The Pearls of Pauline: Kael’s Five Best Writings
A selection of the best writing of Pauline Kael.
This is the second part of Michał Oleszczyk’s consideration of Pauline Kael, just days before he defends his PhD dissertation on Kael. Read his review of the Kael biography A Life in the Dark, and his five worst Kael reviews.
Pauline Kael’s collected writings exceed 5,000 pages of vibrant, addictive prose. In case you don’t have the time to pore over all of her collections, here’s a highly subjective selection of the best of Madame Kael:
5. “Doubling Up” (review of Something Wild)
Democratic to boot, and with great descriptive writing skills at the tip of her fingers, Kael remains unmatched in the delicate art of rendering an actor’s look, voice, and technique. For her, cinema was an infinite promise of discovering new faces and personalities, and nothing excited her more than a new original American actress in the vein of the fast-talking Ginger Rogers or Barbara Stanwyck. Melanie Griffith proved to be one of those:
Melanie Griffith’s dark Lulu turns into blond, fresh-faced Audrey, who suggests Kim Novak and, a bit later, Ginger Rogers, but Griffith’s tarty, funky humor is hers alone. She has the damnedest voice; it sounds frazzled and banal – a basic mid-American girl voice – but she gets infinite variations into its flatness. She can make it lyrically flat. That voice keeps you purring with contentment. (…) Her delicate head is perched on an intimidatingly strong neck, and she never looks innocent. (Has anybody ever looked better in smeared lipstick?)
(“The New Yorker” November 17, 1986 – collected in Hooked, p. 29)
4. “The Man Who Made Howard Hughes Sing and The Iron-Butterfly Mom” (review of Ordinary People)
Kael’s funniest, most pointed pan ever deflates Robert Redford’s arch gentility and makes everyone who mourned Raging Bull’s 1981 Oscar defeat to Ordinary People chuckle with vengeful glee:
(…) The dialogue is intelligent in an over-modulated, point-making way, and often it’s psychobabble in full bloom. (Calvin to Beth: “I don’t know who you are… I don’t know if I love you anymore, and I don’t know what I’m going to do without that.” Beth’s only response is to look stricken. Who wouldn’t be stricken listening to this crap?) The movie is not above shamelessness: surely we could have been spared the symbolic broken dish and the information that this monstrous woman wouldn’t even let her sons have a pet? And when Conrad tries to hug his mother, she sits as straight as a plank of wood, with her eyes wide open in a timeworn manner of actresses demonstrating frigidity. (…) She was bred not to say what’s on her mind. And the movie, which treats her, finally, with sympathy yet holds out no hope for her, makes her seem rather gallant. (…) Beth will go down with the ship: she will never “communicate”.
(“The New Yorker” October 13, 1980 – collected in Taking It All In, pp. 81-82)
3. “Childhood of the Dead” (review of Pixote)
In her compassionate, aching review of Hector Babenco’s devastating account of poverty-stricken and crime-ridden childhood in Brazilian slum, Kael gives a beautiful rebuttal to all those who unjustly charged her with homophobia:
The swanlike Lilica, who has a classic transvestite look, is in terror of his next birthday. (In Brazil, children under eighteen can’t be prosecuted for criminal acts; they’re merely sent to reform schools, like the one we’ve seen.) Lilica is a soft creature, flamingly nelly – an imitation of a young girl without parody. Emotionally, he’s the most courageous kid of the bunch. The brutality he has seen inflicted on others hasn’t made him callous; it has deepened his understanding and made him more loving. Pixote’s soul hasn’t been awakened; Lilica seems all soul. He’s like a male version of the Giulietta Masina character in Nights of Cabiria, except that he’s smarter and funnier, and much younger. He suffers romantic tragedies, but he doesn’t go long without falling in love again.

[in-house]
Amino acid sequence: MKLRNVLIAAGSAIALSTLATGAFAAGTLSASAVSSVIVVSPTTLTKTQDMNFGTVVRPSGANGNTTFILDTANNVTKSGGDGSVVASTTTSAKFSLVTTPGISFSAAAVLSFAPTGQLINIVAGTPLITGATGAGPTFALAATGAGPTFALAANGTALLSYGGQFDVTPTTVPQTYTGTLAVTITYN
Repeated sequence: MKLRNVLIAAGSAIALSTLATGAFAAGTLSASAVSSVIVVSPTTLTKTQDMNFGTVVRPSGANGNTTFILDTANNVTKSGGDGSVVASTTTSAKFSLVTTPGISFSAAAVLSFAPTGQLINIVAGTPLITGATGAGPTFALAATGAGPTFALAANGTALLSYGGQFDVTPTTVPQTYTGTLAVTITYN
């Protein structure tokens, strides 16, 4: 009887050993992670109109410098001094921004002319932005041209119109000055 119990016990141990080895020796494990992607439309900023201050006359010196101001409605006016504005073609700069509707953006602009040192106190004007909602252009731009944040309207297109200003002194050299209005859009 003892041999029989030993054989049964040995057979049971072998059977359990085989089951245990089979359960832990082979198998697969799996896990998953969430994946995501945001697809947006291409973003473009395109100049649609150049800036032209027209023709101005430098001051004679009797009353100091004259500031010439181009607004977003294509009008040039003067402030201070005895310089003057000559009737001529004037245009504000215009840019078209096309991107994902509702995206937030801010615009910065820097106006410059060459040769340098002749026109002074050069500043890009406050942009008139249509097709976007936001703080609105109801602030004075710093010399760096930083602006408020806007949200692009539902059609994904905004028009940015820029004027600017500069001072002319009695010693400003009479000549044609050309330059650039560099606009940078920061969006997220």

(“The New Yorker” November 9, 1981 – collected in Taking It All In, p. 251)
2. “Bertrand Blier”
For Kael, as she indicated in the titles she gave her collections over and over again, movies were closely related to various aspects of sex: be it initiation (I Lost It at the Movies), infatuation (Hooked), rapture (Deeper Into Movies), or devotion (Going Steady). In her passionate analysis of Bertrand Blier’s films, she explores sexuality as a form of comic peril that no one ever escapes:
The social comedy in Blier’s work is essentially sexual comedy: sex screws us up, we get nicked in the groin or jumped from behind, idiots make out better than we do, and some people are so twisted that no matter what we try to do for them they wreck everything. And sex between a man and a woman is insanely mixed up with men’s infantile longings and women’s maternal passions. Sexually, life is a Keystone comedy, and completely amoral – we have no control over who or what excites us.
(“The New Yorker” October 16, 1978 – collected in When the Lights Go Down, p. 456)
1. “The Man from Dream City”
In her hands-down finest essay, Kael pays a near-flirtatious homage to Cary Grant, revisits Hollywood cinema of the 1930s, and gives the ultimate proof she has been truly going steady with the movies for quite a while:
With Gable, sex is inevitable: what is there but sex? Basically, he thinks women are good for only one thing. Grant is interested in the qualities of a particular woman – her sappy expression, her non sequiturs, the way her voice bobbles. She isn’t going to be pushed to the wall as soon as she’s alone with him. With Grant, the social, urban man, there are infinite possibilities for mutual entertainment. (…) He isn’t a conqueror, like Gable. But he’s a winner.
(“The New Yorker” July 14, 1975 – collected in When the Lights Go Down, p. 4)